CFD Software Solution Introduced by UK's Desktop Engineering
Desktop Engineering (DTE), a leading engineering software solutions provider and strategic business partner of MSC Software, announced the UK launch of MSC’s XFlow 2012; a state-of-the-art Computational Fluid Dynamics (CFD) solution. The latest release of XFlow has been written to run on all Linux platforms as well as Windows, and also now features distributed memory processing across HPC clusters to offer near linear scalability of analysis.
XFlow is a powerful CFD technology from Next Limit Technologies, a strategic partner of MSC Software, that uses a proprietary, particle-based, meshless approach which can easily handle traditionally complex problems in sectors such as engineering, design, science, and architecture. XFlow provides the ability to simulate the flow of gases and liquids, heat and mass transfer, moving bodies, multiphase physics, acoustics and fluid structure interaction. The XFlow approach to CFD enables complex modeling and analysis in a straightforward way, minimizing the presence of algorithmic parameters and avoiding the traditionally time consuming meshing process. For engineers and analysts who require quick and accurate feedback on flow, thermal, and acoustic behaviour, XFlow provides the following benefits:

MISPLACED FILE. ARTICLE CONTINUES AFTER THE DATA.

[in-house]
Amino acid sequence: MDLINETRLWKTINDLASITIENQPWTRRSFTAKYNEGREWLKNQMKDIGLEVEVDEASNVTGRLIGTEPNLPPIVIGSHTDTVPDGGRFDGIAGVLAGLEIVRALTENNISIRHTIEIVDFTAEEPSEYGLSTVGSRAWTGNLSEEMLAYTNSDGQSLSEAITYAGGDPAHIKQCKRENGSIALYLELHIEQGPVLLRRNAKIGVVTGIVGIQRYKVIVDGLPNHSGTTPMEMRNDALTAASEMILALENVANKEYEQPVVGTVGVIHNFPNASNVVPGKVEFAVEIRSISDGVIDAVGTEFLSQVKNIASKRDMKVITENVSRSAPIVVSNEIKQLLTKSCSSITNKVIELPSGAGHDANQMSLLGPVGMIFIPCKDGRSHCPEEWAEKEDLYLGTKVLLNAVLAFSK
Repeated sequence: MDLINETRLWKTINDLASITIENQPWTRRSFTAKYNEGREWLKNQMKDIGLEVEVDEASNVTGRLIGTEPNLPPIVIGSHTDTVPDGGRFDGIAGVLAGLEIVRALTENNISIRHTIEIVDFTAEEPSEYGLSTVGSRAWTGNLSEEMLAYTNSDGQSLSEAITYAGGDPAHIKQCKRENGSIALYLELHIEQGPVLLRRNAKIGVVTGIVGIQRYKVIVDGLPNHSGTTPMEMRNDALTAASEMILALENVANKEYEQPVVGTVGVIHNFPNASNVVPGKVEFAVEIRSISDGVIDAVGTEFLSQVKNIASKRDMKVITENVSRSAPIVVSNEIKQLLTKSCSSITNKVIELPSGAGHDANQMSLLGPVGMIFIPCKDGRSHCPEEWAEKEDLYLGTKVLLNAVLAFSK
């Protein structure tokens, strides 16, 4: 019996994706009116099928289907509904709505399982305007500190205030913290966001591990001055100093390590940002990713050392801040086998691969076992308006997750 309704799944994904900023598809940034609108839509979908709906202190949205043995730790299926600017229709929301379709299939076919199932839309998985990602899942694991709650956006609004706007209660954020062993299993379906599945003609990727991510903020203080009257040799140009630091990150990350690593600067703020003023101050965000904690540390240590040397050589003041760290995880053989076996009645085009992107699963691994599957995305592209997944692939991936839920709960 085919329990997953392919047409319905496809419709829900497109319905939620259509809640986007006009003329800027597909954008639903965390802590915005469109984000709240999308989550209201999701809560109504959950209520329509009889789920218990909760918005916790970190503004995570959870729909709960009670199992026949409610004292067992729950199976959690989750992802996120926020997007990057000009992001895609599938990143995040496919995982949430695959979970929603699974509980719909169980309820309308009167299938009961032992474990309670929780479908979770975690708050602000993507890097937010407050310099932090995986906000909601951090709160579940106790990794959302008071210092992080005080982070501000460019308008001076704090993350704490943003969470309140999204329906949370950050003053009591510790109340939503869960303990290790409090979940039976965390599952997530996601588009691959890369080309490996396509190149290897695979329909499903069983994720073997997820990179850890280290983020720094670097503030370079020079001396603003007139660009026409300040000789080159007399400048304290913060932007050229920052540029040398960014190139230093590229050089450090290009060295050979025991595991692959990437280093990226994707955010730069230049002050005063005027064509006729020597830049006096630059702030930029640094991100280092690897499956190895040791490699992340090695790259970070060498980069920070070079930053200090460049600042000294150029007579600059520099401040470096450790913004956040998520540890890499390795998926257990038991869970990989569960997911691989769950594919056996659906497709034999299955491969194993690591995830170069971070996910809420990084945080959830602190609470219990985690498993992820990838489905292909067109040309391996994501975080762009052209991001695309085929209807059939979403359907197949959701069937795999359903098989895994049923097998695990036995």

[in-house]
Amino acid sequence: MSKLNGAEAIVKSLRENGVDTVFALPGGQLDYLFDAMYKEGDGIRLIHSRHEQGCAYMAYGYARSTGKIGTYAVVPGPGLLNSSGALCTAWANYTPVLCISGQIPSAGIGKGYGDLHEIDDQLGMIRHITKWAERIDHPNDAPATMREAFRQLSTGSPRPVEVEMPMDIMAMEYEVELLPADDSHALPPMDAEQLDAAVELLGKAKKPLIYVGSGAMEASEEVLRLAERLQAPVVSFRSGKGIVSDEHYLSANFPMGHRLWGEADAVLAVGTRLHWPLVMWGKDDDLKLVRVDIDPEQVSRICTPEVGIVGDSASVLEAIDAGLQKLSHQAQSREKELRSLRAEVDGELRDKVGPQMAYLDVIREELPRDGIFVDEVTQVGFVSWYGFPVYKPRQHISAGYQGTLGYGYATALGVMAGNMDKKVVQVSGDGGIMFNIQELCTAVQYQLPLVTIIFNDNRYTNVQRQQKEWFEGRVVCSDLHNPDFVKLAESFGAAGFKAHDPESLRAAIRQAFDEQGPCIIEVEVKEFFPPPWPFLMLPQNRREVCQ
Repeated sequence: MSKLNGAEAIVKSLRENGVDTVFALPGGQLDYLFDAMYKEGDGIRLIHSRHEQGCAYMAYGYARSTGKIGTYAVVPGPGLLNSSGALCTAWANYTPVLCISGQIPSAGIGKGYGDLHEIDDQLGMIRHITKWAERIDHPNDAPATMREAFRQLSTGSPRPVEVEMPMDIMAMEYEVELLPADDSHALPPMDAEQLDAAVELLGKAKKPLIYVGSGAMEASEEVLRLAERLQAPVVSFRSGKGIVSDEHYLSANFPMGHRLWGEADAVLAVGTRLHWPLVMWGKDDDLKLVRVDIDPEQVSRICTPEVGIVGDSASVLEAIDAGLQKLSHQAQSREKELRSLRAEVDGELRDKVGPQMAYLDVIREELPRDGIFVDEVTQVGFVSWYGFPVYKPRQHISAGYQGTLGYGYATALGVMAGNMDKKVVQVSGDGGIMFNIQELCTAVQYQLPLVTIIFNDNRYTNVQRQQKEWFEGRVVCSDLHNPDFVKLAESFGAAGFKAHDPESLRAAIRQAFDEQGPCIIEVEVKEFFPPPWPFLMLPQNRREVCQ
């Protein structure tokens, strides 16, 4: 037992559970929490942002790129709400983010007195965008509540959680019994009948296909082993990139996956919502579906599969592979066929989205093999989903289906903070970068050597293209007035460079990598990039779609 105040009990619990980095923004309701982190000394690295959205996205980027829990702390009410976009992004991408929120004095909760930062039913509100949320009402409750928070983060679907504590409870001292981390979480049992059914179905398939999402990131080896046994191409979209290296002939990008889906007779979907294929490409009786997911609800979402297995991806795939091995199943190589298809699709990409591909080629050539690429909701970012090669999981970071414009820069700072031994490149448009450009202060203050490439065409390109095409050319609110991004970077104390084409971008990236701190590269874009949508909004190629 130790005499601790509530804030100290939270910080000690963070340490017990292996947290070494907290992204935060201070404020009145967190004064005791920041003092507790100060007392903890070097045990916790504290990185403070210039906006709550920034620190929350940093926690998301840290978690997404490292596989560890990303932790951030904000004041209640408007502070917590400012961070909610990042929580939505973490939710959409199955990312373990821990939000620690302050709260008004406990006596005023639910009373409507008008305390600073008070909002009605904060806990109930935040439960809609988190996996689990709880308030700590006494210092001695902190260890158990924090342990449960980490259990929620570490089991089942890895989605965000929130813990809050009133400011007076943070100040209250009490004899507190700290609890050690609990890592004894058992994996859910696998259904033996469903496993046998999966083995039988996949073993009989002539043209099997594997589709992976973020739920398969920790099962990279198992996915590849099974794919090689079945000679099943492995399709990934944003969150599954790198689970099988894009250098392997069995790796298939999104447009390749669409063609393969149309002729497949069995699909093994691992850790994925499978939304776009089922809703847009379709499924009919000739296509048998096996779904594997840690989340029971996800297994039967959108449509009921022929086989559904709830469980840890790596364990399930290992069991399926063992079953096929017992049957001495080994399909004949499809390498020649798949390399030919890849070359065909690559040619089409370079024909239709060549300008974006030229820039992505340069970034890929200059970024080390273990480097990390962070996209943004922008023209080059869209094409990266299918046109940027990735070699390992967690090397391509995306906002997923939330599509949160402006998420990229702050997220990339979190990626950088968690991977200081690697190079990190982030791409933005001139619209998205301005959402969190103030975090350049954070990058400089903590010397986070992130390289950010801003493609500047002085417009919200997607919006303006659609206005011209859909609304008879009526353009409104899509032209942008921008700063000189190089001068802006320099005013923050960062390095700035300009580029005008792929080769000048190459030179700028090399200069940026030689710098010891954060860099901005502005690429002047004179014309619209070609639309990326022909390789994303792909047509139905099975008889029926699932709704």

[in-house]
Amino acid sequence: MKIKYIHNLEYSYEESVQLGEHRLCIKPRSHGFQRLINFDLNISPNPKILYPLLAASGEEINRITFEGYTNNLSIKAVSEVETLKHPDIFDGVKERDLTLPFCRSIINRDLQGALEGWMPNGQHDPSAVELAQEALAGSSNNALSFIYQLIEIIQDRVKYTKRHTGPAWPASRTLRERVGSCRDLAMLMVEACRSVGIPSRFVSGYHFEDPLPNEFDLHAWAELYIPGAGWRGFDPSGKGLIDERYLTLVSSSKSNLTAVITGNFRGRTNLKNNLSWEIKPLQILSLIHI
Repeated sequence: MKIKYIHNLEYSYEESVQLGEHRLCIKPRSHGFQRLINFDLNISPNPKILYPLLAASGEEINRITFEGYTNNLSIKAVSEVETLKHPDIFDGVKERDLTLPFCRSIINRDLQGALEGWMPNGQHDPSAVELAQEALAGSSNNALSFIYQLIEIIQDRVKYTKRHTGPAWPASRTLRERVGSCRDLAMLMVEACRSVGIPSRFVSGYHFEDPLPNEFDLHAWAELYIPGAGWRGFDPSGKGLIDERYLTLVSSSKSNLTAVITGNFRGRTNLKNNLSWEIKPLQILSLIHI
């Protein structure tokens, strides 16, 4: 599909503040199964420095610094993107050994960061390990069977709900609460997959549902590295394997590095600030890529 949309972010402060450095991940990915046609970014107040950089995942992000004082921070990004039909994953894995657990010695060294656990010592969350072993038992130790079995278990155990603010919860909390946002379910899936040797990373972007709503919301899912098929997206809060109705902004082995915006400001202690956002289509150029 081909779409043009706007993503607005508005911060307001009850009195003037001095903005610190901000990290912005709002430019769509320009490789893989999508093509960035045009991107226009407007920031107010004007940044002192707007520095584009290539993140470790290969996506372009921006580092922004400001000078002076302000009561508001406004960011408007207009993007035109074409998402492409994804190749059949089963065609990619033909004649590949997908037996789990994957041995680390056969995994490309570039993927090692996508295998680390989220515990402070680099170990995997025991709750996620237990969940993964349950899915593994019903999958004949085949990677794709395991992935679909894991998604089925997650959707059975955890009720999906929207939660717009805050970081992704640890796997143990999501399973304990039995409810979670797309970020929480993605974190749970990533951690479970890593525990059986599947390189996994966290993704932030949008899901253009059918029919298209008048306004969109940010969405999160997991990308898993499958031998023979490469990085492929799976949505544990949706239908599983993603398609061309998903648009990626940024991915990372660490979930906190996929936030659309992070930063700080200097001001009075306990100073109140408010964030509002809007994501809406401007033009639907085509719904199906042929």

• Solution Efficiency
XFlow dramatically improves the ´solution quality versus time-to-solution´ trade-off, lowering times and costs, and thus offering a real alternative to analysis in experimental facilities.
• Implementation Cost XFlow utilizes a proprietary particle-based approach to Computational Fluid Dynamics which is easy to set up and use, and which significantly reduces training and support costs.
• Hardware Requirements XFlow's innovative approach allows complex problems to be solved on standard modern desktop computers, removing the need for large clusters or HPC systems.
• Best-in-class Technology XFlow's advanced techniques easily handle traditionally complex problems such as aero-acoustics, moving parts, free surface flows and fluid-structure interaction